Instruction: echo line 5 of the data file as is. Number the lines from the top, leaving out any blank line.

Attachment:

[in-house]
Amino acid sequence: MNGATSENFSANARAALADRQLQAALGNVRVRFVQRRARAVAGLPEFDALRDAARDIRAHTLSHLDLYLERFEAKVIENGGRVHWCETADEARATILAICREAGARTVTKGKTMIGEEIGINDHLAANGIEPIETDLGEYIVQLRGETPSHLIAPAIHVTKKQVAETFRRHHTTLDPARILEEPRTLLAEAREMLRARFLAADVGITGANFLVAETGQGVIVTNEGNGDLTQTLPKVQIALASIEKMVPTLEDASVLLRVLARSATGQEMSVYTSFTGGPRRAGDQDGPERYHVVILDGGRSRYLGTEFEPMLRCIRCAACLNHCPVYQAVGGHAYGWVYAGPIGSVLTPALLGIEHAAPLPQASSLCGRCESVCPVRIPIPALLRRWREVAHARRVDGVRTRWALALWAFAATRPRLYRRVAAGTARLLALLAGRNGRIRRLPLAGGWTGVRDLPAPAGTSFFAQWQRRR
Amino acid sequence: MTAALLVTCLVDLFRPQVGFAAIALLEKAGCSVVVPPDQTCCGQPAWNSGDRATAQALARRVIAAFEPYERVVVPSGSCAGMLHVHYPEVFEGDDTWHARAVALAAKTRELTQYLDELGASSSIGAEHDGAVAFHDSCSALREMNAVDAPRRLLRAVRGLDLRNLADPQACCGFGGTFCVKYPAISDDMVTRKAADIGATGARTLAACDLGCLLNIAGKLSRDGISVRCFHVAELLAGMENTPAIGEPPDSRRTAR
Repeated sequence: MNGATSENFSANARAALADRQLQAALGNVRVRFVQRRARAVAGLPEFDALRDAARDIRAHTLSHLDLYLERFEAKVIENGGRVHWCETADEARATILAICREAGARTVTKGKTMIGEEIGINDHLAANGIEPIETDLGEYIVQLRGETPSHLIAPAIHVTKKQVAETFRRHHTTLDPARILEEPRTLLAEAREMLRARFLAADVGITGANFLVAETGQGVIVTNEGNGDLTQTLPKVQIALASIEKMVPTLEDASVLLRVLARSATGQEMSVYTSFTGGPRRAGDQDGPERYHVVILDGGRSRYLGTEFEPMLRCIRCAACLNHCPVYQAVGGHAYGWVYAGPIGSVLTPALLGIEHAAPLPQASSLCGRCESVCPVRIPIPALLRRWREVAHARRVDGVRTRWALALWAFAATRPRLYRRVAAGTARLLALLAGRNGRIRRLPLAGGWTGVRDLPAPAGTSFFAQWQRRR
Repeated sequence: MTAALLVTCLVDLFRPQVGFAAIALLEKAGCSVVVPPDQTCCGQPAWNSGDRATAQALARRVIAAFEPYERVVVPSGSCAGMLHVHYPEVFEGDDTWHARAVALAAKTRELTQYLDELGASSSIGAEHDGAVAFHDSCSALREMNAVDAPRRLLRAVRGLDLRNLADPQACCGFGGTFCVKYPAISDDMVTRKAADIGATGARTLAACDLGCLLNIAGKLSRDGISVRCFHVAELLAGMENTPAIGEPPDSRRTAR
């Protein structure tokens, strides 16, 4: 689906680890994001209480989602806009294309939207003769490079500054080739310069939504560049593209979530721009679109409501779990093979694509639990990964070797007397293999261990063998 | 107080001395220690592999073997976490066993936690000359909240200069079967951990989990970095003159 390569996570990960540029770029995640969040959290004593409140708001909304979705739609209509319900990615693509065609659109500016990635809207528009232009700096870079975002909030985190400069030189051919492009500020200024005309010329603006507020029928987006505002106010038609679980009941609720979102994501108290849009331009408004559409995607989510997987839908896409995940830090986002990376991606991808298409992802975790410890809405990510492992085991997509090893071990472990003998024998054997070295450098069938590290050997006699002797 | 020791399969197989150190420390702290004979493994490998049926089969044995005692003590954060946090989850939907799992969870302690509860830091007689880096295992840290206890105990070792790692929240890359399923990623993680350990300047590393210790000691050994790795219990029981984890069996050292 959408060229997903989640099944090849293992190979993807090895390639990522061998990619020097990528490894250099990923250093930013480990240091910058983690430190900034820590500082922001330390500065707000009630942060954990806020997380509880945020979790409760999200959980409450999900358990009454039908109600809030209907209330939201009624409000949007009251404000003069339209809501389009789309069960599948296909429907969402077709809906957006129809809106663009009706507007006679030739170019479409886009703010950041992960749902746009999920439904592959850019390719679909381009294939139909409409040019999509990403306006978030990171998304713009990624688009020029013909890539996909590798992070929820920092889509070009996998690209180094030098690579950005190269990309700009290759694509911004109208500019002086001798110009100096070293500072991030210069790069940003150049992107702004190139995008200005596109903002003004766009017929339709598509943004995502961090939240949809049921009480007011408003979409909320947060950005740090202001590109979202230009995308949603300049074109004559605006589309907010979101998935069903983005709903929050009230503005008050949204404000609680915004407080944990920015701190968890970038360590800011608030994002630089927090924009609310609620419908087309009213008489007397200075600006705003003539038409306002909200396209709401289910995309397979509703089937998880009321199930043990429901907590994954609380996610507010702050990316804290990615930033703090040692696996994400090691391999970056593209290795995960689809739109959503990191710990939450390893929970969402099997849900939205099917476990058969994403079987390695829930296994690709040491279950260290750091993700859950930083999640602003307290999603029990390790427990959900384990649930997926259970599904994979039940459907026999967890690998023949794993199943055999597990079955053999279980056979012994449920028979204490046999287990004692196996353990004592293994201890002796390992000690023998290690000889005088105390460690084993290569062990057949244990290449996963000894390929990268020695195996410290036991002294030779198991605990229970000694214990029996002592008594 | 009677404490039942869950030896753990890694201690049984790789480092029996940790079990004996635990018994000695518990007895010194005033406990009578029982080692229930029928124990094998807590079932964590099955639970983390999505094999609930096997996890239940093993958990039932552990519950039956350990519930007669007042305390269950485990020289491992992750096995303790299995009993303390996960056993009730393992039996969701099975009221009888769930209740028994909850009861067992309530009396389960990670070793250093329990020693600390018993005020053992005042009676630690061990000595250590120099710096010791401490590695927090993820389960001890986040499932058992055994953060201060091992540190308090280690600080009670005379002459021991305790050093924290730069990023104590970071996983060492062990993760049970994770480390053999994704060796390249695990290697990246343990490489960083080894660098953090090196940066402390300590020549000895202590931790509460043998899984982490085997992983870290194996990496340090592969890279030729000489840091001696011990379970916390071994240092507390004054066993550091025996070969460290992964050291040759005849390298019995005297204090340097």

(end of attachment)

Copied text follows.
Repeated sequence: MTAALLVTCLVDLFRPQVGFAAIALLEKAGCSVVVPPDQTCCGQPAWNSGDRATAQALARRVIAAFEPYERVVVPSGSCAGMLHVHYPEVFEGDDTWHARAVALAAKTRELTQYLDELGASSSIGAEHDGAVAFHDSCSALREMNAVDAPRRLLRAVRGLDLRNLADPQACCGFGGTFCVKYPAISDDMVTRKAADIGATGARTLAACDLGCLLNIAGKLSRDGISVRCFHVAELLAGMENTPAIGEPPDSRRTAR